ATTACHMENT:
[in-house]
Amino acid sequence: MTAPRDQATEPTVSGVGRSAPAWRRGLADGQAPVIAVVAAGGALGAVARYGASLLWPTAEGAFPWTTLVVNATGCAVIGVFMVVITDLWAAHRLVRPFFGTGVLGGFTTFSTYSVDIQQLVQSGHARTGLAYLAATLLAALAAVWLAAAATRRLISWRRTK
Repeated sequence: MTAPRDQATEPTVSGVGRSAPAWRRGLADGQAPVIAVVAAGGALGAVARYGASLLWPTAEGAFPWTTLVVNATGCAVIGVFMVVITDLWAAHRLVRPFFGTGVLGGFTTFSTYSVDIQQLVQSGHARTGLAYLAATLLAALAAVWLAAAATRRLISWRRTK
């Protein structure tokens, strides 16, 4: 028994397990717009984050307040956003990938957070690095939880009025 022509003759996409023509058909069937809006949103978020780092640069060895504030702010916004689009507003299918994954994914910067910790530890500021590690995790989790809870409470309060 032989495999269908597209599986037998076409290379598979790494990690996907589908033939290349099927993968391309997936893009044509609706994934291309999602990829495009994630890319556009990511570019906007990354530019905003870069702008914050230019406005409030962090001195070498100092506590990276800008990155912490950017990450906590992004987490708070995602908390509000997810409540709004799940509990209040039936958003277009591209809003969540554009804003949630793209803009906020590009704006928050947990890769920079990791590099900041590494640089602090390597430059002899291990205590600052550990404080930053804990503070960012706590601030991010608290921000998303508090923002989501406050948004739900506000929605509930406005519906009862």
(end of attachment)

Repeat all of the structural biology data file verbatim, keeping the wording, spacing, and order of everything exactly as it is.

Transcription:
[in-house]
Amino acid sequence: MTAPRDQATEPTVSGVGRSAPAWRRGLADGQAPVIAVVAAGGALGAVARYGASLLWPTAEGAFPWTTLVVNATGCAVIGVFMVVITDLWAAHRLVRPFFGTGVLGGFTTFSTYSVDIQQLVQSGHARTGLAYLAATLLAALAAVWLAAAATRRLISWRRTK
Repeated sequence: MTAPRDQATEPTVSGVGRSAPAWRRGLADGQAPVIAVVAAGGALGAVARYGASLLWPTAEGAFPWTTLVVNATGCAVIGVFMVVITDLWAAHRLVRPFFGTGVLGGFTTFSTYSVDIQQLVQSGHARTGLAYLAATLLAALAAVWLAAAATRRLISWRRTK
């Protein structure tokens, strides 16, 4: 028994397990717009984050307040956003990938957070690095939880009025 022509003759996409023509058909069937809006949103978020780092640069060895504030702010916004689009507003299918994954994914910067910790530890500021590690995790989790809870409470309060 032989495999269908597209599986037998076409290379598979790494990690996907589908033939290349099927993968391309997936893009044509609706994934291309999602990829495009994630890319556009990511570019906007990354530019905003870069702008914050230019406005409030962090001195070498100092506590990276800008990155912490950017990450906590992004987490708070995602908390509000997810409540709004799940509990209040039936958003277009591209809003969540554009804003949630793209803009906020590009704006928050947990890769920079990791590099900041590494640089602090390597430059002899291990205590600052550990404080930053804990503070960012706590601030991010608290921000998303508090923002989501406050948004739900506000929605509930406005519906009862």